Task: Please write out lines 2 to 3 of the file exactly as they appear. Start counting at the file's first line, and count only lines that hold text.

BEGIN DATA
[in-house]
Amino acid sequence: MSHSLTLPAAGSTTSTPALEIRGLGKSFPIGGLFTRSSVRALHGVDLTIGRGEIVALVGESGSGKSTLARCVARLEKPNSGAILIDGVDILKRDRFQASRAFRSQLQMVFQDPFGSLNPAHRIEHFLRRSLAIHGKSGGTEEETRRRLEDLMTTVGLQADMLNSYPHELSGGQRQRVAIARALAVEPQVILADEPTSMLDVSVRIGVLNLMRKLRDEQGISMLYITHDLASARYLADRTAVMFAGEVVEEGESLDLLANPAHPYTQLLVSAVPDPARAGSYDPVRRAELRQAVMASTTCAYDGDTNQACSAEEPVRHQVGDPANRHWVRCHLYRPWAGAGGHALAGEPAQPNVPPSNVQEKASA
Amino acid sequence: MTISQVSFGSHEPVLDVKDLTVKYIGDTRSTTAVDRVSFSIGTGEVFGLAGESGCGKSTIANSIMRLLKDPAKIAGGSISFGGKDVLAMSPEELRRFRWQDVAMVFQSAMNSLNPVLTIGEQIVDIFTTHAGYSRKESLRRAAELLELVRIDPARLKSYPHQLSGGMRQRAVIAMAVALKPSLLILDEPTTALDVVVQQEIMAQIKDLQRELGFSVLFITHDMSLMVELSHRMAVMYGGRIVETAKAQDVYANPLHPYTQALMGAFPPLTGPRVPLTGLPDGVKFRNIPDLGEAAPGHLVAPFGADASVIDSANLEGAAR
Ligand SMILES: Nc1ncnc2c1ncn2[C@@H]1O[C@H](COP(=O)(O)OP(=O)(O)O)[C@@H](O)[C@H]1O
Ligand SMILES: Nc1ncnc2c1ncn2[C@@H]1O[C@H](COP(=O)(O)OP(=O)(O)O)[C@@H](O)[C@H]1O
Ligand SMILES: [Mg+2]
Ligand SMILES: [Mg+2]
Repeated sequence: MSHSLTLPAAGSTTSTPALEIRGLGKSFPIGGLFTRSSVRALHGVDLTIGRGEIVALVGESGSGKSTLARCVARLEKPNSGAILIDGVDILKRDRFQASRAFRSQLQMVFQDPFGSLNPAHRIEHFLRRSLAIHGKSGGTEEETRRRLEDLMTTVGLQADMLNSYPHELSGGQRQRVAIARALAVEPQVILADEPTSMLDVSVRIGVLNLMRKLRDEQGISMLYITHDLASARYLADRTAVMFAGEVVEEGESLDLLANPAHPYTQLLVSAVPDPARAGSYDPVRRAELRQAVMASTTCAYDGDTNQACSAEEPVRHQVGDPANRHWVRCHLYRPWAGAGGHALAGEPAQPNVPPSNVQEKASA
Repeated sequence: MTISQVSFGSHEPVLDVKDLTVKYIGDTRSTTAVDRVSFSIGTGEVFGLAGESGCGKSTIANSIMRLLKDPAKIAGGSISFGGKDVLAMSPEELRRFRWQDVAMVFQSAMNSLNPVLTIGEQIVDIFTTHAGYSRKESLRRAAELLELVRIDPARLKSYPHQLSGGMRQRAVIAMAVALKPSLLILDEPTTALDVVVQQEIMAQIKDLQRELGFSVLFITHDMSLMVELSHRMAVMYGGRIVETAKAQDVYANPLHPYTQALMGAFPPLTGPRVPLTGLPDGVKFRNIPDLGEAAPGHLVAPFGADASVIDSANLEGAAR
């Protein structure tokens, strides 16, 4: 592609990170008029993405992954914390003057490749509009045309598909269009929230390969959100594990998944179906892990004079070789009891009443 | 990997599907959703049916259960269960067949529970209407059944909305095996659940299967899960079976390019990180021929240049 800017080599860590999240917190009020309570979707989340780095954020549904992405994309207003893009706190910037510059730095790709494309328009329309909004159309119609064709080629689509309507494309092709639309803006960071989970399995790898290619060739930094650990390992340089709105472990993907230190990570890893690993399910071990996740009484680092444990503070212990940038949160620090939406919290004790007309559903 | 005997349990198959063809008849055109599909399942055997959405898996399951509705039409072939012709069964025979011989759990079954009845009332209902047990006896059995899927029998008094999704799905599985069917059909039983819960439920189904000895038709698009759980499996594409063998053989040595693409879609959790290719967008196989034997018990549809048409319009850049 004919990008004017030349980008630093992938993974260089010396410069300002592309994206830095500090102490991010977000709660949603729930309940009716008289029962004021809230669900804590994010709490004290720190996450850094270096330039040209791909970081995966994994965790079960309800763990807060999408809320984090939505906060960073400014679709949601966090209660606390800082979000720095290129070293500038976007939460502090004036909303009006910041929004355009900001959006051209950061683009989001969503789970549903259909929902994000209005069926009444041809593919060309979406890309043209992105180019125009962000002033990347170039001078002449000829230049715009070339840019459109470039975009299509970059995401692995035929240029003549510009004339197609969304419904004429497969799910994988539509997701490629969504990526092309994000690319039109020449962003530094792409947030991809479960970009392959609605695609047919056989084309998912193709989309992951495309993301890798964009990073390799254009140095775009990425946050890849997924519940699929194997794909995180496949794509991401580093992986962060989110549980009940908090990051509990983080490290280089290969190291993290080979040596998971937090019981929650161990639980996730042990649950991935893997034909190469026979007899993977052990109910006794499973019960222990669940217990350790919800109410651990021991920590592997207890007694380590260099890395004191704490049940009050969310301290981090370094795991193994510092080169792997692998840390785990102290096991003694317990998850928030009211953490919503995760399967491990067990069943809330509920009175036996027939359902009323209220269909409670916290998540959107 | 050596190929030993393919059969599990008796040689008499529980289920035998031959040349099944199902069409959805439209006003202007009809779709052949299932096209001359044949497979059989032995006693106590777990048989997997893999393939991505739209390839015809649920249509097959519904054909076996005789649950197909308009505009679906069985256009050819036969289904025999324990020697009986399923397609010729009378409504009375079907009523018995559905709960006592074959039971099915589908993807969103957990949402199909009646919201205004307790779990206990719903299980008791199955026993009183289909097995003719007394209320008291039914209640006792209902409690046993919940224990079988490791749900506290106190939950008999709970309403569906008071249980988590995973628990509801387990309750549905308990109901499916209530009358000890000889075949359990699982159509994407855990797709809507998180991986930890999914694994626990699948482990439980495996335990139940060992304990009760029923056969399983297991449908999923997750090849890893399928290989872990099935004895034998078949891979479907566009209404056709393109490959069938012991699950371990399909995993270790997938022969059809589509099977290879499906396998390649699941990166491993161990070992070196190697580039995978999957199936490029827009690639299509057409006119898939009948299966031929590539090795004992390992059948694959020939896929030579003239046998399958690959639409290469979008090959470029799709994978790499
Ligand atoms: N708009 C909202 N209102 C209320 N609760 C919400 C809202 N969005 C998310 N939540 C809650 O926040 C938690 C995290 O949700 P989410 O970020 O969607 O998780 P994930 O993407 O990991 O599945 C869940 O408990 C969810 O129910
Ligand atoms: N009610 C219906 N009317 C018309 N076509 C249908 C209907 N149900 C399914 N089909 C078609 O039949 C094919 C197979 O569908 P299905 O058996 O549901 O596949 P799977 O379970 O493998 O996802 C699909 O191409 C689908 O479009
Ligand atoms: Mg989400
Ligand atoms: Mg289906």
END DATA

Amino acid sequence: MSHSLTLPAAGSTTSTPALEIRGLGKSFPIGGLFTRSSVRALHGVDLTIGRGEIVALVGESGSGKSTLARCVARLEKPNSGAILIDGVDILKRDRFQASRAFRSQLQMVFQDPFGSLNPAHRIEHFLRRSLAIHGKSGGTEEETRRRLEDLMTTVGLQADMLNSYPHELSGGQRQRVAIARALAVEPQVILADEPTSMLDVSVRIGVLNLMRKLRDEQGISMLYITHDLASARYLADRTAVMFAGEVVEEGESLDLLANPAHPYTQLLVSAVPDPARAGSYDPVRRAELRQAVMASTTCAYDGDTNQACSAEEPVRHQVGDPANRHWVRCHLYRPWAGAGGHALAGEPAQPNVPPSNVQEKASA
Amino acid sequence: MTISQVSFGSHEPVLDVKDLTVKYIGDTRSTTAVDRVSFSIGTGEVFGLAGESGCGKSTIANSIMRLLKDPAKIAGGSISFGGKDVLAMSPEELRRFRWQDVAMVFQSAMNSLNPVLTIGEQIVDIFTTHAGYSRKESLRRAAELLELVRIDPARLKSYPHQLSGGMRQRAVIAMAVALKPSLLILDEPTTALDVVVQQEIMAQIKDLQRELGFSVLFITHDMSLMVELSHRMAVMYGGRIVETAKAQDVYANPLHPYTQALMGAFPPLTGPRVPLTGLPDGVKFRNIPDLGEAAPGHLVAPFGADASVIDSANLEGAAR